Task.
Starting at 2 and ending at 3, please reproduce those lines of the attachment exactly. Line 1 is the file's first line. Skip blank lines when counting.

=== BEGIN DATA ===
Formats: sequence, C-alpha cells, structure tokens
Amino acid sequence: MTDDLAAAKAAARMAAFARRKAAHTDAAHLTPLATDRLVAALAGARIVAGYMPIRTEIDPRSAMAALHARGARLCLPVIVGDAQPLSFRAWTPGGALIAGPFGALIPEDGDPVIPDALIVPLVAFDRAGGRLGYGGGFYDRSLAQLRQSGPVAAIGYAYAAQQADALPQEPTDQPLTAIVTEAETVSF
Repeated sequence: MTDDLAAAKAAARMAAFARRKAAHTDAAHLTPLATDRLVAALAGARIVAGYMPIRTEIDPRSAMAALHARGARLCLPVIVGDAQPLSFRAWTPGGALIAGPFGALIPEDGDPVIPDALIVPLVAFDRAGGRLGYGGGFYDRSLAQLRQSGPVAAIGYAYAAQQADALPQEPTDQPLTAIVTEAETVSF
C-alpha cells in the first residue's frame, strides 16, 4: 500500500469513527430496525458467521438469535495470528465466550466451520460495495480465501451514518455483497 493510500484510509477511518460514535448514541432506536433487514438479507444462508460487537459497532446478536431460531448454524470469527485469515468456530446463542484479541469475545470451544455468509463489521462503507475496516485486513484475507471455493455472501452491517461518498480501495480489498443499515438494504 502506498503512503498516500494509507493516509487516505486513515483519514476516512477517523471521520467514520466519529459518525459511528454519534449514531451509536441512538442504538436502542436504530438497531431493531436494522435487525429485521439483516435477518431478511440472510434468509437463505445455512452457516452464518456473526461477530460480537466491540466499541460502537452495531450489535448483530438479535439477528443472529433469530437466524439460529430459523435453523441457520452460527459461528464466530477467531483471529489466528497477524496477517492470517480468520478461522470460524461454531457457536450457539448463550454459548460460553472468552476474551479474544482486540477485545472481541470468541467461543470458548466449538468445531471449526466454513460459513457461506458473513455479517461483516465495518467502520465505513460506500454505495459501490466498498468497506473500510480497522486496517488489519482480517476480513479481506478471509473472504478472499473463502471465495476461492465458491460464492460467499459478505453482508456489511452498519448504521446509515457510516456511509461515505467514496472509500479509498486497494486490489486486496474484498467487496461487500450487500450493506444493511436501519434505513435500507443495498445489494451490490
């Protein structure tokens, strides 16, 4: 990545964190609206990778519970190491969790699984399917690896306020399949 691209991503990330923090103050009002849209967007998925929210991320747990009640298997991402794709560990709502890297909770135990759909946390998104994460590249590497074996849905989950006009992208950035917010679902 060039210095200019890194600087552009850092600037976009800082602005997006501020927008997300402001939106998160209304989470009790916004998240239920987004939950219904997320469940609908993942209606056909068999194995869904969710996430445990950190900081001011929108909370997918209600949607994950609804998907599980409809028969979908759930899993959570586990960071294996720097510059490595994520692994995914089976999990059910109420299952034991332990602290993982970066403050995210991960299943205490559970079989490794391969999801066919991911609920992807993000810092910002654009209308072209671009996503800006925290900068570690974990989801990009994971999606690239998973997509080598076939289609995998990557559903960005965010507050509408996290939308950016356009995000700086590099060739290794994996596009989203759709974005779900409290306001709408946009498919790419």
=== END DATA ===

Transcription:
Amino acid sequence: MTDDLAAAKAAARMAAFARRKAAHTDAAHLTPLATDRLVAALAGARIVAGYMPIRTEIDPRSAMAALHARGARLCLPVIVGDAQPLSFRAWTPGGALIAGPFGALIPEDGDPVIPDALIVPLVAFDRAGGRLGYGGGFYDRSLAQLRQSGPVAAIGYAYAAQQADALPQEPTDQPLTAIVTEAETVSF
Repeated sequence: MTDDLAAAKAAARMAAFARRKAAHTDAAHLTPLATDRLVAALAGARIVAGYMPIRTEIDPRSAMAALHARGARLCLPVIVGDAQPLSFRAWTPGGALIAGPFGALIPEDGDPVIPDALIVPLVAFDRAGGRLGYGGGFYDRSLAQLRQSGPVAAIGYAYAAQQADALPQEPTDQPLTAIVTEAETVSF